English Colonies of New York, New Jersey, Delaware, and Pennsylvania where the economy was dependent on grain, cattle, and iron. Also called the “breadbasket” colonies
English Colonies of Maryland, Virginia, North Carolina, South Carolina, and Georgia where the economy was dependent on cash crops like rice, indigo and tobacco.
Person who agreed to work without wages for a period of time in exchange for passage to the colonies
Crop sold for money at market. (i.e. cotton, tobacco)
Life in the
System in which the government plays a limited role in the economy.
Colonial trade route between New England, the West Indies, and Africa.
Trade products brought into a country
US Oil Imports
Trade products sent to markets outside a country.
A person who is forced to work for another for free
A law passed in the colony of Maryland in 1649 that granted Protestants and Catholics the right to worship freely.
Lord Baltimore commending his people to wisdom, justice and mercy
Religious movement in the English colonies in the early 1700s
English constitution in 1215 with two basic ideas: Monarchs have to obey the laws, and citizens have basic rights.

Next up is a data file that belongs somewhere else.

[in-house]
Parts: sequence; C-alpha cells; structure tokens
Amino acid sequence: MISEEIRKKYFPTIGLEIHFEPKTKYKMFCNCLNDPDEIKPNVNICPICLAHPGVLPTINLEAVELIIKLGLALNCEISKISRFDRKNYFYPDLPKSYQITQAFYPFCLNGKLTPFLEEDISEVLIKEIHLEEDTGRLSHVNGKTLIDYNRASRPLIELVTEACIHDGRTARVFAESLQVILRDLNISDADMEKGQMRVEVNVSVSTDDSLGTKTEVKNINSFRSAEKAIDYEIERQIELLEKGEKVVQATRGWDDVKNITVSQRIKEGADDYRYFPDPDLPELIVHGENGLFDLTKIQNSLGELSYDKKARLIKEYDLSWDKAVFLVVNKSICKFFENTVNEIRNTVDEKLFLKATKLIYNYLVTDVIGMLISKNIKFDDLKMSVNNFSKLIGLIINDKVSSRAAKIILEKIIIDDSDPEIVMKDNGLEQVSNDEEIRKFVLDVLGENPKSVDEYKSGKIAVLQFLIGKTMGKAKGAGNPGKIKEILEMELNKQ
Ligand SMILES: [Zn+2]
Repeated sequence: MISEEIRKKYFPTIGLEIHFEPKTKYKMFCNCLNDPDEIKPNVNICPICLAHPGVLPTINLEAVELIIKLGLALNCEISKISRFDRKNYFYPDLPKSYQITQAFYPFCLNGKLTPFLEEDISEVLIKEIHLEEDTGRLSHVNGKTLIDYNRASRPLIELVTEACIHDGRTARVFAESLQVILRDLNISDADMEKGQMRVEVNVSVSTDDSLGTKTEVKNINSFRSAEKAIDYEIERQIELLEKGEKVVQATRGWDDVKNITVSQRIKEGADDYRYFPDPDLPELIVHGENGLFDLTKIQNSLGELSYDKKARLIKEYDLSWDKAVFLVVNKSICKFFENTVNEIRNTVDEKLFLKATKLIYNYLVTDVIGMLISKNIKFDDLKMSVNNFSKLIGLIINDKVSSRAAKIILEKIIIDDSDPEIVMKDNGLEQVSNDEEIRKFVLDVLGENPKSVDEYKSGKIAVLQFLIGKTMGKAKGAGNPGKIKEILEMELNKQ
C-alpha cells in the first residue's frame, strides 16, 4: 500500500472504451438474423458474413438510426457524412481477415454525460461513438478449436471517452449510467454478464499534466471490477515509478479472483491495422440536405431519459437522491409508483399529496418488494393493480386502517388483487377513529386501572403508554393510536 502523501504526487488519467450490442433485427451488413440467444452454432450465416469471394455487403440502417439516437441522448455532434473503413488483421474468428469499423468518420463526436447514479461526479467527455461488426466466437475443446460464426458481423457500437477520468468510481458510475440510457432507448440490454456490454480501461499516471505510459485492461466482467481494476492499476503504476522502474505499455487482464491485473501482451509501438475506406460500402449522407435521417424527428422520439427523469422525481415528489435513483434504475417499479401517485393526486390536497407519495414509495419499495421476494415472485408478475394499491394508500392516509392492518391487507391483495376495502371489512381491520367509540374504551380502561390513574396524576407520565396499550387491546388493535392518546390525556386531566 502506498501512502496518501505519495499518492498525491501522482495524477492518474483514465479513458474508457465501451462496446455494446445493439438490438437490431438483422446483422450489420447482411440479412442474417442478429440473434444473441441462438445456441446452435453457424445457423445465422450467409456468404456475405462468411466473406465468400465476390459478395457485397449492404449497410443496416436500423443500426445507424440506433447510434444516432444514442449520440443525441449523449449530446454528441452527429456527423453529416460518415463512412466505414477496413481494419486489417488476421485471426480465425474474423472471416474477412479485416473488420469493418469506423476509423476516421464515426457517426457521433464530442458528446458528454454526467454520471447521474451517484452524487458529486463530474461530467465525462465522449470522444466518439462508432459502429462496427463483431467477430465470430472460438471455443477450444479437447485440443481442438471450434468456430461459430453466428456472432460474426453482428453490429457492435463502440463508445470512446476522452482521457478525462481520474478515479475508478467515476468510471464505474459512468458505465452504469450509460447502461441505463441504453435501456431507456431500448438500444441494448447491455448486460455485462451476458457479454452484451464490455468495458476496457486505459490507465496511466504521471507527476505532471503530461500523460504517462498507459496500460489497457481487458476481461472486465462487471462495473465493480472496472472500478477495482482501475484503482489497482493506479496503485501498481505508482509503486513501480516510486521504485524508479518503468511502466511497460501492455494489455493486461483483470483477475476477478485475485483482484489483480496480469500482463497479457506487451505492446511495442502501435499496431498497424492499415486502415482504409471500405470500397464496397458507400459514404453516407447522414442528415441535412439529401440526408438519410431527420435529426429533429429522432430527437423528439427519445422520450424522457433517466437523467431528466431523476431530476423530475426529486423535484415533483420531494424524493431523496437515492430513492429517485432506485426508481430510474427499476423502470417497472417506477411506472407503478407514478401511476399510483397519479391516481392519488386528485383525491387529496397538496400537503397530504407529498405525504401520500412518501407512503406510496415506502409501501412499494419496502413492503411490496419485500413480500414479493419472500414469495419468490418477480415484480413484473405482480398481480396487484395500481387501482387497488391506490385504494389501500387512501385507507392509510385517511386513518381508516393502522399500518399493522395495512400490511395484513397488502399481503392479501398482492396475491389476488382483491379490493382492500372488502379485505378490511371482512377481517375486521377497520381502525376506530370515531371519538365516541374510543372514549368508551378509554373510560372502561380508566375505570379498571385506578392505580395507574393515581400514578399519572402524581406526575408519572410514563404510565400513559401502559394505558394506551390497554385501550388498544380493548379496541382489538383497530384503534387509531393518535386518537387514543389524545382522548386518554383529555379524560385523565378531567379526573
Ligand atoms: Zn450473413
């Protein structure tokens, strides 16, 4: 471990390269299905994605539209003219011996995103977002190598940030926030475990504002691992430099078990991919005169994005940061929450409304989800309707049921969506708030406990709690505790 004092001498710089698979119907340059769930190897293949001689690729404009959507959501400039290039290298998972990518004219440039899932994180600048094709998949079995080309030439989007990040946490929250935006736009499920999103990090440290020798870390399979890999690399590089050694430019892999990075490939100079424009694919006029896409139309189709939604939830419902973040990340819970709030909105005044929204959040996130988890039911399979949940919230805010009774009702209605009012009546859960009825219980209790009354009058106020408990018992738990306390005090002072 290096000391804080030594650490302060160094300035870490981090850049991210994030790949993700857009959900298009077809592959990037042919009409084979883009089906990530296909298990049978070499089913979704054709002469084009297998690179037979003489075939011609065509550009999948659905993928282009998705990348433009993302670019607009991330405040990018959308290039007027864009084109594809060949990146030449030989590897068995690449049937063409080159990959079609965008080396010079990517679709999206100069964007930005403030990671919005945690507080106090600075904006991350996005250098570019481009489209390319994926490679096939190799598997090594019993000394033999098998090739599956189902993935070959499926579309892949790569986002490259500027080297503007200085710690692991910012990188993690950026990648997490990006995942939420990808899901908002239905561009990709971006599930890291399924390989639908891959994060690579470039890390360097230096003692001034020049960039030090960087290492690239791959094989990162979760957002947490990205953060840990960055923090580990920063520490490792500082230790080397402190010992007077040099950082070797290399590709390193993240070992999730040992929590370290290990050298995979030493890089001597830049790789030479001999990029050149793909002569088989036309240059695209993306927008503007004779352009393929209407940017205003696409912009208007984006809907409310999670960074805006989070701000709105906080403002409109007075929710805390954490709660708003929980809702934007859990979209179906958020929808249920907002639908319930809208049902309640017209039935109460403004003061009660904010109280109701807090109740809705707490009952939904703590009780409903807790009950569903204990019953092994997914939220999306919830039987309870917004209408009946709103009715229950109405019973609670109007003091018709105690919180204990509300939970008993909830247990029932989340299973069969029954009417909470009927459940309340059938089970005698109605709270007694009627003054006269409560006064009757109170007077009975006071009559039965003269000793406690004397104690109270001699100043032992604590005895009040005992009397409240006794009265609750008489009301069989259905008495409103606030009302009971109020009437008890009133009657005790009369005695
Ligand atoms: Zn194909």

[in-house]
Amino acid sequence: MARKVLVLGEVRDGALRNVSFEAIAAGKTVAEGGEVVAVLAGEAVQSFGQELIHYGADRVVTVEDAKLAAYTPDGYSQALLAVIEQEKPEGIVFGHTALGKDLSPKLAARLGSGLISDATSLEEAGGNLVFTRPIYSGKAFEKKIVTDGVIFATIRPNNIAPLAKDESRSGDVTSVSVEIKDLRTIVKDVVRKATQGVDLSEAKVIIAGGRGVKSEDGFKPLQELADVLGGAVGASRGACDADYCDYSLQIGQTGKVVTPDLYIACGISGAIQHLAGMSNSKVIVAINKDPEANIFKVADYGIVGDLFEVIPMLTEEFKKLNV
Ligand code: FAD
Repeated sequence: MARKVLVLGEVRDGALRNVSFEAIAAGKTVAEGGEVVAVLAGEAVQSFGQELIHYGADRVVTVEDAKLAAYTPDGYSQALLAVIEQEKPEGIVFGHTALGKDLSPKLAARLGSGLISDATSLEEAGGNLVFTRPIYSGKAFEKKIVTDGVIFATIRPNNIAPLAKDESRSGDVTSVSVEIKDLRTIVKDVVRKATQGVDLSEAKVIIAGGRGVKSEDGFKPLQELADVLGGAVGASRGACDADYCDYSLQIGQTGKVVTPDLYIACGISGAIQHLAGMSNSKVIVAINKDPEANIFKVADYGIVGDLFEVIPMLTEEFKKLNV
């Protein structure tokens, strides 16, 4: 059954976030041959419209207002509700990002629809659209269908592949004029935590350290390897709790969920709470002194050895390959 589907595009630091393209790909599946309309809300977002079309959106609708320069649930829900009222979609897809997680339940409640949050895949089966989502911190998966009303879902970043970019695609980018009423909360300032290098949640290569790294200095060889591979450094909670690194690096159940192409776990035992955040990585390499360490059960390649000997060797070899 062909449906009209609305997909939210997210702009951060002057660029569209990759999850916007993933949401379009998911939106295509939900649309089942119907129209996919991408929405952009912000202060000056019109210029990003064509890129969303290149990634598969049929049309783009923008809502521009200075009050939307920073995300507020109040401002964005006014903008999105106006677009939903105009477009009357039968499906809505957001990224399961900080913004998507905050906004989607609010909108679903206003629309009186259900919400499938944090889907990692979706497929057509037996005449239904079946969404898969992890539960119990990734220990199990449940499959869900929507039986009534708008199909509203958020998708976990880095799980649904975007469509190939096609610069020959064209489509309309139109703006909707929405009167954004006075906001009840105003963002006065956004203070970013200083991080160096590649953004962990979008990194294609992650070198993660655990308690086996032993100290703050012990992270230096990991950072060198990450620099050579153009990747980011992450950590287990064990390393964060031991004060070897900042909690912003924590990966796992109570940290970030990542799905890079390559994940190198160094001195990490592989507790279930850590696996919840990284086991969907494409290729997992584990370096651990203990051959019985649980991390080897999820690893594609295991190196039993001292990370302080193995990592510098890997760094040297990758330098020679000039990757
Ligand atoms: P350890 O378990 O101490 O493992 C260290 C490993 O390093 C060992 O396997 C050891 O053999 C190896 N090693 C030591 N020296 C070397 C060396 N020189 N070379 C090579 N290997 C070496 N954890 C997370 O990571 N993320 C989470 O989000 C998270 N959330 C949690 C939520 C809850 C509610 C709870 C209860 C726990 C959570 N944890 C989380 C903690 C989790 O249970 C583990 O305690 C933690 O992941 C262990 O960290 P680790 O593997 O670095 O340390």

King John signing the Magna Carta
British document in 1689, that protected the rights of Englishmen. It was used as a model for our Bill of Rights
Belief that members of government should have to follow certain rules. Often a constitution is used to specify the powers and responsibilities of government
Held in Plymouth Colony, these meetings were considered the purest form of democracy because all freemen in the town were allowed to vote on issues facing the town.
Idea that a nation’s economic strength came from protecting and increasing its home economy by keeping strict control over its colonial trade
Road to Revolution
A war between England and France from 1754 to 1763. Both sides had Native American allies, with the British Colonies helping the British.
LT. Col. during the French and Indian War; became a hero when he led British survivors to safety in the battle at Fort Duquesne.
law passed after the French and Indian War by King George III forbidding colonists from settling west of the Appalachian Mountains
King of Great Britain leading up to and during the American Revolution.